BP Yeah, I forget. What year was it that there was that breakthrough with the ImageNet competition? There was kind of this watershed moment where these old models that had been proposed in the ‘70’s and ‘80’s and fallen out of fashion and suddenly we realized, “Oh, we do have the compute now,” and at this level they do work better than some of the more classical models you had been trying.

DF Yeah, exactly. I don't remember the exact year offhand, but it's still happening, and I remember going to the first TensorFlow meetup down in Mountain View. I mean, it's still so new. A lot of these frameworks are still just a couple years old. It's still so new. 

BP And so you mentioned you kind of fell in love with this as you were getting back into programming and going to meetups and then as the industry was evolving. So what was the impetus at a certain point to leave Cisco and decide to build your own thing? Talk a little bit about that genesis of making kind of a bold choice to leave a steady job and create something new. 

DF I had kind of always known that I wanted to get back into startups and to start another company, but I didn't know what I wanted to do. I knew I wanted it to be a hard technical problem and I wanted it to be something that was very technically challenging, because I thought that was more interesting to work on, but I didn't really know what I wanted to do specifically. But I was in San Francisco for a reason, which was that I wanted to be around startups and work on another startup. I had moved there from Washington to join this team at Cisco as kind of a first step into figuring out what was next. And when we were at Cisco I remember we were exploring a lot of speech recognition solutions as well as a bunch of other NLP solutions, and this is like 2015, 2016. There were a couple papers that came out in the field of speech recognition, one was called ‘Deep Speech’. I don’t know if you're familiar with this, but it was a paper from Baidu and it kind of popularized the idea and potential of using an end to end neural network for automatic speech recognition, where classical approaches were built on a daisy chain of old school models that had kind of hit a ceiling in terms of accuracy they could support. And so we had the idea of, what if we could use the latest AI research to build super accurate automatic speech recognition models and expose those through a Twilio or Stripe style developer experience to start. But the goal was always, what if we can do that not just for speech recognition but for a number of other different AI tasks as well? So today we have AI models for summarization and content moderation and topic detection and a number of different AI tasks that we research, train, and deploy in house. But that was really the goal. It was, what if we can build an API for state of the art AI models that gives developers and product teams easy access to those models?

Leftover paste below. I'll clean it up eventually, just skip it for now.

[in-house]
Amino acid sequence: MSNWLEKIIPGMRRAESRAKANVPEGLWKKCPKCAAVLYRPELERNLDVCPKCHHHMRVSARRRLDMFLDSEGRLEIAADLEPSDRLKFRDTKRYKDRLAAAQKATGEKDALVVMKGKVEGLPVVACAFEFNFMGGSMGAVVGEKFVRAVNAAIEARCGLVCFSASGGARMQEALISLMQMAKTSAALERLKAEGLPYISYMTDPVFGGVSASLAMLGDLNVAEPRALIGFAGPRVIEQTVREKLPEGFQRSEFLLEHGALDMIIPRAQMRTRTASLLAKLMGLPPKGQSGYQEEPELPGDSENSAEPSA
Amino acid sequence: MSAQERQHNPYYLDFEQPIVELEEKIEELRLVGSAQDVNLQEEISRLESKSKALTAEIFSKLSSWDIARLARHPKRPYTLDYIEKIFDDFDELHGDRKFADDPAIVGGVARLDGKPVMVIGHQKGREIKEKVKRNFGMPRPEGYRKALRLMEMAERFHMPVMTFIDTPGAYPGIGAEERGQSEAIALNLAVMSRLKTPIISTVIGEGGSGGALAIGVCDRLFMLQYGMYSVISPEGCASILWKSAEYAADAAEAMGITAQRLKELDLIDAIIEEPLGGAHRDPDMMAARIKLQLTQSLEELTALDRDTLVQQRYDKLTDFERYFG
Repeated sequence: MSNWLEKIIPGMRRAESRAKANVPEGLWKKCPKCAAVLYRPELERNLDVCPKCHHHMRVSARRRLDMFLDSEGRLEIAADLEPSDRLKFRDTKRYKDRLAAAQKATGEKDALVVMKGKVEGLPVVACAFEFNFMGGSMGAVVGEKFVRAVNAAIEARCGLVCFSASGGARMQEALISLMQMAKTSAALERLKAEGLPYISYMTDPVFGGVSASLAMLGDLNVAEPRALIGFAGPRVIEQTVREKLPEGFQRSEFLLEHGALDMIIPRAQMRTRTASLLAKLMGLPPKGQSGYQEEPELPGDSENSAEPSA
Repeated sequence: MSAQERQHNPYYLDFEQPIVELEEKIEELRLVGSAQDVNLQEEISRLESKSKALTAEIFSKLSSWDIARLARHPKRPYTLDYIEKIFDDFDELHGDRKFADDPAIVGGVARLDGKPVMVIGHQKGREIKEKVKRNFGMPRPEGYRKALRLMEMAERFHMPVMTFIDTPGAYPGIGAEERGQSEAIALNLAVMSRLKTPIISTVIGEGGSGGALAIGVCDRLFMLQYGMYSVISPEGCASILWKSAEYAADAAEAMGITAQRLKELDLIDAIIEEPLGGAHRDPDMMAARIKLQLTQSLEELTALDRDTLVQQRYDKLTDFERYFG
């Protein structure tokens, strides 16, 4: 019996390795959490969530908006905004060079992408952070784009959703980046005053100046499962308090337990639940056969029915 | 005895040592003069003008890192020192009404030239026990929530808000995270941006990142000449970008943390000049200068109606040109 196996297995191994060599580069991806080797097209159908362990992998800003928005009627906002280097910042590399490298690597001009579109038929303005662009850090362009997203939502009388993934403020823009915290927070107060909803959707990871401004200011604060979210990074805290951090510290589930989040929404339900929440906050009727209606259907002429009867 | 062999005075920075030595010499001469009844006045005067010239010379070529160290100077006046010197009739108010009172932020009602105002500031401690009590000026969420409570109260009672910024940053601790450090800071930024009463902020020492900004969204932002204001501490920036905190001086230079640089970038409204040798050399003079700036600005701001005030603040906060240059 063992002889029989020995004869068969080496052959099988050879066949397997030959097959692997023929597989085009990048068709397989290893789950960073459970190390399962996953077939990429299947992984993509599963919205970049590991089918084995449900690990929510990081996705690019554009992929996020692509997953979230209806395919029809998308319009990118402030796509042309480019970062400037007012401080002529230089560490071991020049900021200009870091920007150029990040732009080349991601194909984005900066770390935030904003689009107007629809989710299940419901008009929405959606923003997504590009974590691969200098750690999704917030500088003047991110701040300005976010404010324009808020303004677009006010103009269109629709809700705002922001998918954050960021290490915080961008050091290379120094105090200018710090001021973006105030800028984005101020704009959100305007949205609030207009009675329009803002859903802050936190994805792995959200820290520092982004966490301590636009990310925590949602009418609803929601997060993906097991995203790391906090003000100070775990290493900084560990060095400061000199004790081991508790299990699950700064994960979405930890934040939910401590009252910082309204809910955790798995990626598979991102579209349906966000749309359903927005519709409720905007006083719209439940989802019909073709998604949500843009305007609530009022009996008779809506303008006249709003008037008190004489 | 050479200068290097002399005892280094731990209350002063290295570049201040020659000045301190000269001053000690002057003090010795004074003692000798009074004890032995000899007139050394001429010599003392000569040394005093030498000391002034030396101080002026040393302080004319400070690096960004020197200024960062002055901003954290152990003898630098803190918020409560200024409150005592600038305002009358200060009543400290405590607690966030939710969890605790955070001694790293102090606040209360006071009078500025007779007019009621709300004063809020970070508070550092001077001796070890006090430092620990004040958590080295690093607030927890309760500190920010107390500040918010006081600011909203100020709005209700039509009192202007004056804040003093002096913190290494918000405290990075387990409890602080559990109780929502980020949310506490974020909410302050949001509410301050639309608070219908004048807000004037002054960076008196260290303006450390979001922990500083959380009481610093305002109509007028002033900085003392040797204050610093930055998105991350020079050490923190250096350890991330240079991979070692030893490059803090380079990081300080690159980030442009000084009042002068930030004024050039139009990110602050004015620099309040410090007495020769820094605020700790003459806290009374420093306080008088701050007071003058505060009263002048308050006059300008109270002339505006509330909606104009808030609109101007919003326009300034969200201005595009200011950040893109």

BP I just looked it up; 2012 was the year that a sort of convolutional neural net made a big breakthrough at the ImageNet Challenge. And like you said, 2013 was kind of the year you felt like things had turned. So it was right around that time that some of these systems came online and started to just outperform everything else by such a large percentage that people who had been dismissing this approach for many years had to sort of wake up and pay attention to what had turned out to be a pretty radical transformation in the space. So let's get to a little bit of how your business works. I like the comparison to Stripe or Twilio. So I run a large internet forum and I want to start to classify the forum posts by sentiment and by topic. You have an API that I can utilize, it ingests data for me, it runs through a system on your side, and then you share back a way for me to tag those forum posts with topic and sentiment. Something like that?

DF Correct, yeah. So you could use our Rest API to send audio files too. So when we got started it was all audio based. If we just focus on audio for a second, you'd send an audio file in and with your API request you would configure the parameters to say, “Hey, I want to run this audio file through an automatic speech recognition model. Then I want to also run a content moderation model over the audio to detect if there's any hate speech being spoken or violence being spoken. And I also then want a summary of the transcript.” So you would configure your posts request to do that and then in the JSON response you get back a couple minutes later, all that information is in the JSON response. Now you can also send text documents like forum posts or chat messages directly to our API and have them run through the same AI models. So you can say, “Hey, give me the sentiment for these forum posts,” or, “give me a summary of these forum posts,” or the topics that are being detected or extract the keywords. And you can then get that data back and build a new feature or product on top of that data. 

BP And so you mentioned you started out with speech to text. What universe of functionality do you now encompass? 

DF Yeah. So we have about a dozen models right now and that number is growing, but we have models for embeddings, for summarization, content moderation, topic detection, PI redaction, really all around the task of NLP. So a number of AI models for NLP, and those can operate either on audio files, video files, or text documents and we have APIs that can ingest the different types of data. We have a lot of things in the works to launch our own large language models, potentially even text to image models which I know you're interested in too, that are kind of further off because those are so new. But for right now we have a number of AI models that are state of the art for those different NLP related tasks.